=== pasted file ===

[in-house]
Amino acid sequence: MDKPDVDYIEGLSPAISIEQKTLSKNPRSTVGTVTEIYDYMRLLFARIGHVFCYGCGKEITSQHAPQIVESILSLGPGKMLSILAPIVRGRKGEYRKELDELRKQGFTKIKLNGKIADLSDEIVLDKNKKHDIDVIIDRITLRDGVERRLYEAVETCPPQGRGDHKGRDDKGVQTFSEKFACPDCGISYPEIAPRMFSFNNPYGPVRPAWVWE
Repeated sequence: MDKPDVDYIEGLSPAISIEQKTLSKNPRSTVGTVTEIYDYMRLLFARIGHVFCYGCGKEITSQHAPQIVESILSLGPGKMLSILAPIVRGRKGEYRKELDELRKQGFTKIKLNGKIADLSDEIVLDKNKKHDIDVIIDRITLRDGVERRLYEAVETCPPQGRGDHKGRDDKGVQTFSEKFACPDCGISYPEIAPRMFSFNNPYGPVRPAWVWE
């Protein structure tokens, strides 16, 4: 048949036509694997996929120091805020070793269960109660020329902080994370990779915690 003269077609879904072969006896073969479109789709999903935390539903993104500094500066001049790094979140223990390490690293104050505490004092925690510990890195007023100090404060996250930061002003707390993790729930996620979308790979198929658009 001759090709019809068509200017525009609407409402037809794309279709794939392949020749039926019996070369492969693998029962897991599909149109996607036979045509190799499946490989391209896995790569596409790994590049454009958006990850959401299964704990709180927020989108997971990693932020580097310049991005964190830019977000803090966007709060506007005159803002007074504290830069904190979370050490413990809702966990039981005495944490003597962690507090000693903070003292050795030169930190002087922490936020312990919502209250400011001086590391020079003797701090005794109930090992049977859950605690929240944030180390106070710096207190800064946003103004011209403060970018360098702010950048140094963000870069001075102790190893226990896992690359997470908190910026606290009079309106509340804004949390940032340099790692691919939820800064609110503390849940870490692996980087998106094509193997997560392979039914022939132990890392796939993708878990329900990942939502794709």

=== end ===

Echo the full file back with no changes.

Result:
[in-house]
Amino acid sequence: MDKPDVDYIEGLSPAISIEQKTLSKNPRSTVGTVTEIYDYMRLLFARIGHVFCYGCGKEITSQHAPQIVESILSLGPGKMLSILAPIVRGRKGEYRKELDELRKQGFTKIKLNGKIADLSDEIVLDKNKKHDIDVIIDRITLRDGVERRLYEAVETCPPQGRGDHKGRDDKGVQTFSEKFACPDCGISYPEIAPRMFSFNNPYGPVRPAWVWE
Repeated sequence: MDKPDVDYIEGLSPAISIEQKTLSKNPRSTVGTVTEIYDYMRLLFARIGHVFCYGCGKEITSQHAPQIVESILSLGPGKMLSILAPIVRGRKGEYRKELDELRKQGFTKIKLNGKIADLSDEIVLDKNKKHDIDVIIDRITLRDGVERRLYEAVETCPPQGRGDHKGRDDKGVQTFSEKFACPDCGISYPEIAPRMFSFNNPYGPVRPAWVWE
């Protein structure tokens, strides 16, 4: 048949036509694997996929120091805020070793269960109660020329902080994370990779915690 003269077609879904072969006896073969479109789709999903935390539903993104500094500066001049790094979140223990390490690293104050505490004092925690510990890195007023100090404060996250930061002003707390993790729930996620979308790979198929658009 001759090709019809068509200017525009609407409402037809794309279709794939392949020749039926019996070369492969693998029962897991599909149109996607036979045509190799499946490989391209896995790569596409790994590049454009958006990850959401299964704990709180927020989108997971990693932020580097310049991005964190830019977000803090966007709060506007005159803002007074504290830069904190979370050490413990809702966990039981005495944490003597962690507090000693903070003292050795030169930190002087922490936020312990919502209250400011001086590391020079003797701090005794109930090992049977859950605690929240944030180390106070710096207190800064946003103004011209403060970018360098702010950048140094963000870069001075102790190893226990896992690359997470908190910026606290009079309106509340804004949390940032340099790692691919939820800064609110503390849940870490692996980087998106094509193997997560392979039914022939132990890392796939993708878990329900990942939502794709």